Caption: The four threads are kept in place by the weight of each spool.

Because we were so close to Iga Ueno Castle, I decided to use the royal color of purple. The second color I selected was royal blue to maintain the regal design of my kumihimo. The third and final color of thread I selected was a shiny gold. I felt that this combination of colors would allow me to weave a stunning bracelet or phone string fit for an emperor.

Caption: I had to learn the correct technique to weave the threads successfully.

Even though I found the technique difficult to master at the beginning, my teacher’s patience and expertise helped me to learn quickly. I was soon weaving smoothly and my braid began to take shape right before my eyes. It felt wonderful to learn an ancient skill and make something with my own two hands.

Caption: It was important to check the length of my braid to know when I was finished.

Caption: It is essential to keep the tension tight to make a tight braid.

Learning the traditional process allowed me to truly appreciate the skills of the artisans of the past who made the beautiful kumihimo. I was amazed by the design of the marudai and how the natural weight of the spools pulling the threads tight made it possible to weave them together to create a braid. It was a pleasure to have a hands-on experience that allowed me to create something in the same way it had been done for hundreds of years.

Caption: I really loved how the gold thread accented the deep blue and purple.

When I was finished making my kumihimo, I could fully appreciate how much work goes into making these traditional crafts. My braid was beautiful and I felt a strong sense of pride in my workmanship. 

I was also glad to know that this unique Japanese traditional craft has a place in modern Japan. Learning about the history of kumihimo and knowing that samurai and nobles had used them as decorations and with kimono, it made me feel good to continue the tradition in some small way by making a personal accessory.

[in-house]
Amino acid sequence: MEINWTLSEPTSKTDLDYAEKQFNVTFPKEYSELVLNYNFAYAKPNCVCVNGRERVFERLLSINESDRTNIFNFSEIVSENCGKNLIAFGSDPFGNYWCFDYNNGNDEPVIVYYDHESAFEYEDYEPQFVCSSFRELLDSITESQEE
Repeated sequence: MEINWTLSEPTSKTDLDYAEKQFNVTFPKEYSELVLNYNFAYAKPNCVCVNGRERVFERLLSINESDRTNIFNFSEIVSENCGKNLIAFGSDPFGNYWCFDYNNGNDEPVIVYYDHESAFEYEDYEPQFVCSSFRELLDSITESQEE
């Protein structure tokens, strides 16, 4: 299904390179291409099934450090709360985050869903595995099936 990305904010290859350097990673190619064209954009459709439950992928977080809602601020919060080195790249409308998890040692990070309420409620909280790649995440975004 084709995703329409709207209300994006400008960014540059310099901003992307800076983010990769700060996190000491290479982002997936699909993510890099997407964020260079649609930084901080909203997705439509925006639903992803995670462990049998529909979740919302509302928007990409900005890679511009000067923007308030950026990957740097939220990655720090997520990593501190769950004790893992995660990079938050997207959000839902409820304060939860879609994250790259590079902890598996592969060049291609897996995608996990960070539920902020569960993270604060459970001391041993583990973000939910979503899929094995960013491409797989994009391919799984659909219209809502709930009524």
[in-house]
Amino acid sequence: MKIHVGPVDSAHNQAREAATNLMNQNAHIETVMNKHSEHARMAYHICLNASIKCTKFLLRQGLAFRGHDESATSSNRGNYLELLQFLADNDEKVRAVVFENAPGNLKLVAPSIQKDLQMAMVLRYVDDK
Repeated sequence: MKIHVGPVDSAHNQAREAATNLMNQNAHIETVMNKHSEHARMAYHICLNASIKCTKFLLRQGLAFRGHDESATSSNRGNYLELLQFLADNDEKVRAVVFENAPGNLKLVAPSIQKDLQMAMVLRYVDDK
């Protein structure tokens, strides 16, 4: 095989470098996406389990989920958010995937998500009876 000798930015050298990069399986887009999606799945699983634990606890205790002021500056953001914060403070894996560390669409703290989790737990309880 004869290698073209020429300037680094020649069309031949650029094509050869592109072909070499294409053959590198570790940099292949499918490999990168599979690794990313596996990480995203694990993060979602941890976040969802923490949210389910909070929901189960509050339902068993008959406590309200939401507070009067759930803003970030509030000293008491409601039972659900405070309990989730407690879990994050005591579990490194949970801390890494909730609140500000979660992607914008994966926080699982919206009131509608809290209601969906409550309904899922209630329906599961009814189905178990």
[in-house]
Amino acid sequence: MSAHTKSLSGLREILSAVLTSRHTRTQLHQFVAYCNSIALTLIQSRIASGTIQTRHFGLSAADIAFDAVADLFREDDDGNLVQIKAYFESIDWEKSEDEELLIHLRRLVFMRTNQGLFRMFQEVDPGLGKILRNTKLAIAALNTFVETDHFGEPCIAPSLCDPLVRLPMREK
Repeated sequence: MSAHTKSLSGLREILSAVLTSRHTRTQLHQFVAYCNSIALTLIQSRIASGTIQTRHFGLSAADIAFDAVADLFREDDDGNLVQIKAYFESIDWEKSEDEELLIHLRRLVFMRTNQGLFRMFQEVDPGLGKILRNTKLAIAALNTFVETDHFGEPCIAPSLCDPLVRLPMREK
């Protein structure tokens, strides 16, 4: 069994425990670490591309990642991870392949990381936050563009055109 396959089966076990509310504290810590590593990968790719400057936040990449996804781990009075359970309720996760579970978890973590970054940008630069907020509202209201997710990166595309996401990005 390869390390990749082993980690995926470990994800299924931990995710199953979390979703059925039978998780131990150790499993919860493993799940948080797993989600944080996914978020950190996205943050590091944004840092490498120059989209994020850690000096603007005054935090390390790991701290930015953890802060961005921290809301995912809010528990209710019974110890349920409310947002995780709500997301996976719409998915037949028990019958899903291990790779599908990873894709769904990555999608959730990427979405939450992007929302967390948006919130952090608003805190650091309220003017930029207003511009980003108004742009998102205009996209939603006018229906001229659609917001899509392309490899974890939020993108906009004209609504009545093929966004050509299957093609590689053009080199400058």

Caption: I was proud of my unique braided accessory.

The process of making my braid took about 20 minutes, and my final keepsake was a phone accessory. My teacher also showed me the proper technique for joining the ends of my kumihimo to seal it and then provided me with a bag so I could give it to someone as a gift.

Caption: The marudai, string, spools and bag of stones for weight in the middle.

Caption: This style of loom is used to make thin and flat kumihimo.

Kumi no Sato also has a nice gift shop with a wide range of related products for visitors to purchase. As I looked around the shop at all of the items, I was impressed by the creativity and application of the traditional kumihimo crafts. 

Caption: The shop at Kumi no Sato displayed a wide range of kumihimo products.

After learning how to make the kumihimo with my own hands, it was very interesting to see all of the styles and products on display. Some of the more interesting items available for purchase were the neckties made from kumihimo. The ties were quite unique and I had never seen anything like them before.

Caption: The neckties made from kumihimo were one of the more unique products.

Each color combination and the different thicknesses and styles of the kumihimo result in products that each has their own unique character. There were many items that caught my eye and would make great souvenirs for friends and family members.

Caption: Because we were in Iga, there were some ninja themed kumihimo.

Everywhere you go in Iga, you will find ninja. Kumi no Sato was no exception and there were some cute ninja inspired designs made from brightly colored kumihimo. There were so many creative ways to use the braids for different accessories and I could appreciate the artistry of the local craftsmen.

Caption: I was proud of my one of a kind kumihimo.

Thanks to my friendly and talented teacher, I was able to leave Kumi no Sato with a wonderful keepsake. It had been an interesting and fun experience to learn the ancient art of making kumihimo in Iga.

Caption: The bright red banner lets you know where to make kumihimo.

A visit to Kumi no Sato gives tourists the opportunity to learn an ancient craft and make their own souvenir to take home. The teachers in the workshop are helping to ensure that the traditional techniques are carried on and shared with people from all over the world. Any trip to Iga will be better if you take the time to experience the art of making kumihimo.